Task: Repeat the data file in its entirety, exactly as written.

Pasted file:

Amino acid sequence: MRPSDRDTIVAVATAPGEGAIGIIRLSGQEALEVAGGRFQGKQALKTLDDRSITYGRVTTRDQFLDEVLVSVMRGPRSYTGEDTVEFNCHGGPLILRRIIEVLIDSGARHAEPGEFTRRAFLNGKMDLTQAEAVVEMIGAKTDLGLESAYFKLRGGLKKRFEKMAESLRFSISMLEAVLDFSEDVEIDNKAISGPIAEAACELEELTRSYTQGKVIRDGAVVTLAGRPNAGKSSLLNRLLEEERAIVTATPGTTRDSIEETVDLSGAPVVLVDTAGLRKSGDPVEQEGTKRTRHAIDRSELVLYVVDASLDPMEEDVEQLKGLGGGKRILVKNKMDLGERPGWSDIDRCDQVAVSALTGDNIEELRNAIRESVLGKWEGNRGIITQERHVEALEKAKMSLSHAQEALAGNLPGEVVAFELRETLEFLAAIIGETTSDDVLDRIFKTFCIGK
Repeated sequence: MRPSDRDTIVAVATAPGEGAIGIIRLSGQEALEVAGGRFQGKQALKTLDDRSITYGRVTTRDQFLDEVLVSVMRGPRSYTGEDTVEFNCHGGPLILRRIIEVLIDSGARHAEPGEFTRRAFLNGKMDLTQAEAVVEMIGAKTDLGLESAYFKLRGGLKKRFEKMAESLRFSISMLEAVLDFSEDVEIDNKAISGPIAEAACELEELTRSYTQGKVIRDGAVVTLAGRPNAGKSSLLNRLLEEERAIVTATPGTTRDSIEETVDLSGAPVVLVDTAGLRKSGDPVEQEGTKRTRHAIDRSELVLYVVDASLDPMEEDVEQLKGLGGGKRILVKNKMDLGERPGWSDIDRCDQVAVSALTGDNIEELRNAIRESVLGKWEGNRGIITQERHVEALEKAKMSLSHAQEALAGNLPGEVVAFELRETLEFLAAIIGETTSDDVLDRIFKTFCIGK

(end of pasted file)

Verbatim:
Amino acid sequence: MRPSDRDTIVAVATAPGEGAIGIIRLSGQEALEVAGGRFQGKQALKTLDDRSITYGRVTTRDQFLDEVLVSVMRGPRSYTGEDTVEFNCHGGPLILRRIIEVLIDSGARHAEPGEFTRRAFLNGKMDLTQAEAVVEMIGAKTDLGLESAYFKLRGGLKKRFEKMAESLRFSISMLEAVLDFSEDVEIDNKAISGPIAEAACELEELTRSYTQGKVIRDGAVVTLAGRPNAGKSSLLNRLLEEERAIVTATPGTTRDSIEETVDLSGAPVVLVDTAGLRKSGDPVEQEGTKRTRHAIDRSELVLYVVDASLDPMEEDVEQLKGLGGGKRILVKNKMDLGERPGWSDIDRCDQVAVSALTGDNIEELRNAIRESVLGKWEGNRGIITQERHVEALEKAKMSLSHAQEALAGNLPGEVVAFELRETLEFLAAIIGETTSDDVLDRIFKTFCIGK
Repeated sequence: MRPSDRDTIVAVATAPGEGAIGIIRLSGQEALEVAGGRFQGKQALKTLDDRSITYGRVTTRDQFLDEVLVSVMRGPRSYTGEDTVEFNCHGGPLILRRIIEVLIDSGARHAEPGEFTRRAFLNGKMDLTQAEAVVEMIGAKTDLGLESAYFKLRGGLKKRFEKMAESLRFSISMLEAVLDFSEDVEIDNKAISGPIAEAACELEELTRSYTQGKVIRDGAVVTLAGRPNAGKSSLLNRLLEEERAIVTATPGTTRDSIEETVDLSGAPVVLVDTAGLRKSGDPVEQEGTKRTRHAIDRSELVLYVVDASLDPMEEDVEQLKGLGGGKRILVKNKMDLGERPGWSDIDRCDQVAVSALTGDNIEELRNAIRESVLGKWEGNRGIITQERHVEALEKAKMSLSHAQEALAGNLPGEVVAFELRETLEFLAAIIGETTSDDVLDRIFKTFCIGK